As most of you will have noticed, advice the current economic climate isn’t particularly rosy when it comes to available work for us creatives.
Let me rephrase that. The current economic climate isn’t particularly rosy when it comes to available work for a large proportion of us creatives. There are many people out there who, for various reasons, still do earn a very good living from creative projects, and many who are doing better now than they ever have in the past.
Just like with all industries that get hit by an economic correction, the weak don’t survive and many of the strong remain. A difficult economy coupled with increasing competition over the next few years will pose various threats to creatives, especially independent workers.
Is there anything we can do to put us in the best possible position, so that we not only survive, but so that we succeed well too?
Be aware of the following key things that could make all the difference for you as a creative worker over the coming years…
1. Being your own brand
This is mentioned a great deal on Red Lemon Club, but bears repeating for this post. Simply, brands are memorable and brands are credible. A brand will attract people to you.
Having a brand doesn’t necessarily mean having a logo or a brand name, though this will add depth to your brand. It means attaching a particular style to the way you work. This applies to your website, how you describe yourself, the style, attitude and message in your work, how you deal with customers and how you present your work.
All of it needs to be consistent and recognisable. If you can get to a stage where the work you do exhibits something of your own brand, you are a cut above the rest.
2. Focusing on one skill
This may generate some resistance from those of you who advertise several skills under one brand, but I’m going to step in here.
Things are only going to get tougher with competition increasing from the many more people becoming freelancers all over the world. If you are trying to make money with more than one creative skill, you will be spreading yourself thin, and you will likely find yourself buckling under the pressure.
My advice is to focus daily on becoming extremely good at one thing and honing a distinct style in the process (by all means expand your skills in other things, but focus on one from a commercial point of view) and just watch your value grow over time.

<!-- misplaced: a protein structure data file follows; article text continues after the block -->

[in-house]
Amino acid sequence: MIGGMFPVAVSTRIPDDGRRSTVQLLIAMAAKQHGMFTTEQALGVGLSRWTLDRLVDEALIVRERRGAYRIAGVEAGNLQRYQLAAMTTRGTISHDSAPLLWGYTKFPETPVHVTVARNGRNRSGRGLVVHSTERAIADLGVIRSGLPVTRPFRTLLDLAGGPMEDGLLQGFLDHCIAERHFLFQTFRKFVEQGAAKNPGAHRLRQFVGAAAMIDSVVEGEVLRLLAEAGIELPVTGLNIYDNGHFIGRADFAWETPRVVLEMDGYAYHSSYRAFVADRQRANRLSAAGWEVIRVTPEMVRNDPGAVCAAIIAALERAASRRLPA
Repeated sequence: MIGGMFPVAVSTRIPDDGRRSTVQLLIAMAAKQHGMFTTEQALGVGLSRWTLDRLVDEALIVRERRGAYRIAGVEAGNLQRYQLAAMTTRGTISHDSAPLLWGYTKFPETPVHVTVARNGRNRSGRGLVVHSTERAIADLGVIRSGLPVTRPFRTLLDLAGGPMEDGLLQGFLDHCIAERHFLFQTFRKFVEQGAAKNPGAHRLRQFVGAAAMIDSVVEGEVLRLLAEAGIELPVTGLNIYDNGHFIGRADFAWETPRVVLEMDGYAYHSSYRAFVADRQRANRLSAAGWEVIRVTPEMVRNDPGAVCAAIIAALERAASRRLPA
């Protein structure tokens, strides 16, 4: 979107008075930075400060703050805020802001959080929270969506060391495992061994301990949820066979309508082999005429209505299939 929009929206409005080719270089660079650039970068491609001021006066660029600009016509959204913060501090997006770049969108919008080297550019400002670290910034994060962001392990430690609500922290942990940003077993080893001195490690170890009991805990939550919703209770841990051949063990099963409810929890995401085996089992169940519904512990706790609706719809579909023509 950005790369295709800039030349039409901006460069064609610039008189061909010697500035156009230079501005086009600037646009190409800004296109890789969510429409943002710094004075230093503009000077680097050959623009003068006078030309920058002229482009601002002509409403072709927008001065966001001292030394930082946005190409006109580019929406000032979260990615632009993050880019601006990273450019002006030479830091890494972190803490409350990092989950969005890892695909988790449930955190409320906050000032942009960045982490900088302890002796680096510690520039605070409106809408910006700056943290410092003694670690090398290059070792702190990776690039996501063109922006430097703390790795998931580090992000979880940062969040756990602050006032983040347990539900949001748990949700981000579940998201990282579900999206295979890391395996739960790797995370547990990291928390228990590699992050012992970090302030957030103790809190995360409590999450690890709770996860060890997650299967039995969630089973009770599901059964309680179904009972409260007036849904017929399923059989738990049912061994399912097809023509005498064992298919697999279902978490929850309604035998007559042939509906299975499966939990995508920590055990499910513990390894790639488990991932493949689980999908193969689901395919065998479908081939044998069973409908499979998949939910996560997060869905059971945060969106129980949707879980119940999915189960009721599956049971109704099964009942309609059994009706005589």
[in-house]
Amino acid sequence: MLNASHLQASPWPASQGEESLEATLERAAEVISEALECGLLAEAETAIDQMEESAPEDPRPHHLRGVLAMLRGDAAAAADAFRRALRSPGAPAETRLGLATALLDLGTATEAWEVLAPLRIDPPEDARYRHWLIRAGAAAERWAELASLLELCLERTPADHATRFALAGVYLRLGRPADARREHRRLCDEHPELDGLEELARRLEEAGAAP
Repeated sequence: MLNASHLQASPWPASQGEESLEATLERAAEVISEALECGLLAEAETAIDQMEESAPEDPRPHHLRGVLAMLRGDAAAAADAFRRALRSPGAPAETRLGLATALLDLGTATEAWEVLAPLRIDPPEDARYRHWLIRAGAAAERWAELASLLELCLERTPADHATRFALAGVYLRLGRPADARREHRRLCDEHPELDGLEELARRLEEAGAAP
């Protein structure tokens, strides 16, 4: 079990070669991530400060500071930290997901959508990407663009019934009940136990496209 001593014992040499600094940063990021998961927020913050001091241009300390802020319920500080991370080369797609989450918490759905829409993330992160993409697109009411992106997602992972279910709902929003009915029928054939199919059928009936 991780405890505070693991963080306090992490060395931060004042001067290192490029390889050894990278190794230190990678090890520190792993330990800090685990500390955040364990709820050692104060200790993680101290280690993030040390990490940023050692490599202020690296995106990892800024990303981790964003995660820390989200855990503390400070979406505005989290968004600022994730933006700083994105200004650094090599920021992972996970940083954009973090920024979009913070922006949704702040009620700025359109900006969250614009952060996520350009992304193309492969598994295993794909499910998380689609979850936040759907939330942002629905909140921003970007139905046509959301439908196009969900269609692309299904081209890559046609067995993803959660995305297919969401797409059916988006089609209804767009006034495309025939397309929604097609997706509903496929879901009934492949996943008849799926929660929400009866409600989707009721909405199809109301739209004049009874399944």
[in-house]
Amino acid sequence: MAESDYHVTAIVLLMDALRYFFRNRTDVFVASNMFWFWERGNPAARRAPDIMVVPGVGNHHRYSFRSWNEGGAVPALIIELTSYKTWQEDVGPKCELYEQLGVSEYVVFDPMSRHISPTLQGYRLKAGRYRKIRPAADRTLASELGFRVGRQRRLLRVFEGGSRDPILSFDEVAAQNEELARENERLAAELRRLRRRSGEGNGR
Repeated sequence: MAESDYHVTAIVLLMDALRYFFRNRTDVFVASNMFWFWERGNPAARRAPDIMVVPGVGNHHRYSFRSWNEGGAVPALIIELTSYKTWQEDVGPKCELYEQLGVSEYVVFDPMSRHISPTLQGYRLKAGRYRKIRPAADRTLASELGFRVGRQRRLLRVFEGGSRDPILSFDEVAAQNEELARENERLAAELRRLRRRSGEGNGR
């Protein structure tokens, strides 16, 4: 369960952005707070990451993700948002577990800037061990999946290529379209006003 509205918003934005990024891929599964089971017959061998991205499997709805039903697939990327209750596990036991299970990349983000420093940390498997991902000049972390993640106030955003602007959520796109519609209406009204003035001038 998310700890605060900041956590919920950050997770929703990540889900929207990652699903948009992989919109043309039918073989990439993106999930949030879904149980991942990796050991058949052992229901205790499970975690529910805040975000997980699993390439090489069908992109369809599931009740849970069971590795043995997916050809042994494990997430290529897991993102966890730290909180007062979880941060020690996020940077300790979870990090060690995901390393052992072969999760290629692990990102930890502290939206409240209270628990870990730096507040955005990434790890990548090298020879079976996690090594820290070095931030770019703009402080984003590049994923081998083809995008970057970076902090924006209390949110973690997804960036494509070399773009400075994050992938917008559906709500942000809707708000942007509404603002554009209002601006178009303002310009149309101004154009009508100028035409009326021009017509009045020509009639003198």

“Focus daily on becoming extremely good at one thing and honing a distinct style in the process.”
3. Having a marketing plan
If you work for money as an independent creative, be it part time, or full time, you are in business, and businesses need proper marketing plans. You need to know who you intend for your products and services to be seen and used by. You then need to have an idea (at least an idea!) of how, when and with what you will promote your stuff at an on-going rate.
Those of you who don’t know how to bring prospects and previous clients to your brand, will struggle.
4. Regularly building your network
Yes some of you think the idea of networking is plain grim. Yes it can sometimes take extra effort to reach out to someone and hook up with them. But you are doing yourself and your business a massive disservice by letting your social network, both real world and online, go stagnant.
Keep building it, rekindling old relationships and sparking new ones. Knowing a solid network of people will be your backbone, especially in tough times. Write emails, ping people, engage on social networks, go to meetups, buy cool people lunch.
“Keep building it, rekindling old relationships and sparking new ones.”
5. Having a solid financial setup
Ahhh, so tedious yes? Again, this relates to the fact that if you want to be earning a living or an income of some kind from your creative pursuits, you need to be viewing it as a business. You guessed right, a business needs a proper financial structure and plan in place.
I hope to cover the details of this through Red Lemon Club soon, but I’d advise you get a book out on the basics of finance in business, and what you need to be doing as a freelancer or self-employed person to ensure you survive financially (obviously everything relies on an income in the end).
This should cover how to use a balance sheet, in-goings and outgoings, tax and when it’s due, and profit and loss.
Hiring an accountant will put you in good stead too, but having one will not automatically protect you from eventually going bust. You need to know what you are doing from a financial perspective. Strong businesses are always financially literate.
6. Striving for excellence
Especially in tough times, you just cannot settle for the average or mediocre. So many people are using things like the recession as an excuse to cut corners, then they wonder why their businesses are shutting down.
You need to be striving for excellence more than ever, because excellence sells. This applies to the quality of your work, the service you provide, how you deal with people and how you present everything. Even the small things are important. This is even more important than you think.
Show that you care about every detail of your business and your work, and people will be drawn to you.
“You need to be striving for excellence more than ever, because excellence sells.”
7. Genuinely caring for others
Sounds a bit gooey right? But this is a post that is effectively about standing out. Caring about people, including your clients and customers will set you apart. Going beyond what is expected will set you apart even more, and benefit you in surprising ways over the long term too.
As always, your comments are really encouraged, and I’ll try and respond to questions you have.
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